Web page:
In our joint statement with other UN and development agencies last week, we called for governments to take stronger action against the infodemic, developing action plans and empowering community actors to tackle the crisis. We have also called for civic actors, including media, civil society and researchers, to work together with the UN and national authorities to develop solutions to this emergent challenge.
While we must demand higher standards, transparency and access from our governments and corporations, the individual also plays a vital role in peacebuilding in our information age. In a world where advanced technologies provide us with unfettered access to mass global communication, we must rely on our conscience when making online decisions that affect our immediate families, communities and nations.
So what can a global citizen do to push back against harmful rhetoric and misinformation online?
1. Help support actors promoting social cohesion online and offline: Civil society organizations helping promote peace are under increasing constraints with COVID-19, as their means to reach communities are curtailed due to social distancing measures, shrinking funding sources and an increased pressure on the civic space. Help support the efforts of peacebuilding organizations, amplify the messages of civic actors promoting peace, and share the work of fact-checking organizations helping to push back against information detrimental to social cohesion under COVID-19.
2. Check before you share: A sizeable portion of the information pollutants shared online regarding COVID-19 are done so with good intentions, where people pass on advice out of concern for safety. The urgency compels many to share information without necessarily verifying it first. Take the extra step to verify the information and assess the impact that sharing it may have on social cohesion.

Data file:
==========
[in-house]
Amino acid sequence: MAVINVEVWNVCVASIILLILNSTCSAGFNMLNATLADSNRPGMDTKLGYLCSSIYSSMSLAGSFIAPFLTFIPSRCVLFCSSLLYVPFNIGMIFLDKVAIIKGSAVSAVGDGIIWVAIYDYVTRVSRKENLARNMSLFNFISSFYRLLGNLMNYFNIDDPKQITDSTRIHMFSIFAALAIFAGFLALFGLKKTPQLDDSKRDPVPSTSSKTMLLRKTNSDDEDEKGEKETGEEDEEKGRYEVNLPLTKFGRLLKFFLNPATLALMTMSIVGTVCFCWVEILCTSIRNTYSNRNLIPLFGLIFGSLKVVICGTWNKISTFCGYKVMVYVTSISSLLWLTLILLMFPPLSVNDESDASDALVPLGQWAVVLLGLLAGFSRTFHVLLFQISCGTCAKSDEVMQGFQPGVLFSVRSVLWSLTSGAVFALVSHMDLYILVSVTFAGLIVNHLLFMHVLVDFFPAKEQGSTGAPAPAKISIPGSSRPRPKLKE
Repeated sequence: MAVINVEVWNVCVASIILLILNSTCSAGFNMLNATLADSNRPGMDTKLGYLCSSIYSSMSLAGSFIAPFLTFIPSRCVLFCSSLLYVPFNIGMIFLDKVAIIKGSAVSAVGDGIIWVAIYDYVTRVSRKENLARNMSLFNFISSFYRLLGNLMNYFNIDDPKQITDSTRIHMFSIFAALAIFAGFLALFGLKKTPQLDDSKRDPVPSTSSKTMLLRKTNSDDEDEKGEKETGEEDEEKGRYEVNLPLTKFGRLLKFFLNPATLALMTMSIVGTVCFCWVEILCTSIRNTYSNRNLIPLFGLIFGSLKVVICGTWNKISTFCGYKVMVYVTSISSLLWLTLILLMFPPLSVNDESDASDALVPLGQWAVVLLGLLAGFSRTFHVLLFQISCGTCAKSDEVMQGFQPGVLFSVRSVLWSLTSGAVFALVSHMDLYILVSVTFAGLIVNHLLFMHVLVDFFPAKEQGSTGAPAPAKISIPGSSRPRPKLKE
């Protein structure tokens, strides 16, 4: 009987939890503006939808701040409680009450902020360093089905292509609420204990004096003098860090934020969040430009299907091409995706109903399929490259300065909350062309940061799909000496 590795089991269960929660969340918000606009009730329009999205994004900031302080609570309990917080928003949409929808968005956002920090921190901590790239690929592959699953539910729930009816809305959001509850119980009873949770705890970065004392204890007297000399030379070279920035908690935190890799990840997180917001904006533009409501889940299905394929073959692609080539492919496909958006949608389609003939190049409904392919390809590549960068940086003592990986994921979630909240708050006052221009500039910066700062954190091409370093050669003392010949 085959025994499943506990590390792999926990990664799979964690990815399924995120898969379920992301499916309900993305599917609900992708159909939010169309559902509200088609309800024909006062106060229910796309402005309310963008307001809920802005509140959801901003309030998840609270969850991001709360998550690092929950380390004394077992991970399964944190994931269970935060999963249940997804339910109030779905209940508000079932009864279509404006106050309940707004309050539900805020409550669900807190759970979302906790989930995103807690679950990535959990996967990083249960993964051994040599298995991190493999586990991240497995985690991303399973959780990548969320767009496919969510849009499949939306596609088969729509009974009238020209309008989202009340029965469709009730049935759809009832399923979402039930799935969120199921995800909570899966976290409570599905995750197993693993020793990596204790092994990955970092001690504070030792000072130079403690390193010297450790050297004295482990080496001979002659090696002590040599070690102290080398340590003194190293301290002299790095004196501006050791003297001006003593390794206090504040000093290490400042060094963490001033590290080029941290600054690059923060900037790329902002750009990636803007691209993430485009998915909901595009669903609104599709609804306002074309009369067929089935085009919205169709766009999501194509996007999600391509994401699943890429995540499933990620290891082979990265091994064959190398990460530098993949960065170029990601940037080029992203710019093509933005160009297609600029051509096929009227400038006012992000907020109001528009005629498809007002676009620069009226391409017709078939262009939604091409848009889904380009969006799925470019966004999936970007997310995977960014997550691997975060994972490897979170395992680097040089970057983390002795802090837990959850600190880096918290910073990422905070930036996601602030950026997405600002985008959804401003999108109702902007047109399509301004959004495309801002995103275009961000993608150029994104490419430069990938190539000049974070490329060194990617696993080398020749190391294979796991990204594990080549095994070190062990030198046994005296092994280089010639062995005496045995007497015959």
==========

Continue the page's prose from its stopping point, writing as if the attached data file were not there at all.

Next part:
3. Correct information online: Recent findings by Harvard Shorenstein Center suggests that many people find correcting others on messaging apps as a stressful and unusual activity, so refrain from it. However, the same study finds that corrections from a family member, close friend, and like-minded individual are more likely to be re-shared, suggesting that we all have an ability to make a modest constructive impact among our close circles. Use your voice to push back against online narratives of hate and division online, which are increasingly prolific.
4. Demand higher standards from the platforms that you use: Reach out to the platforms you use and demand they live up to the standards of good online behavior, including refraining from using discriminatory language, checking facts, and leveraging innovative tools for government accountability and transparency.
Marking the International Day for Universal Access to Information, we call upon governments, civic actors, the private sector, and most importantly, citizens everywhere to help develop solutions and contribute to reducing the impact of information pollutants on the fabric of our societies and to help promote social cohesion online and offline.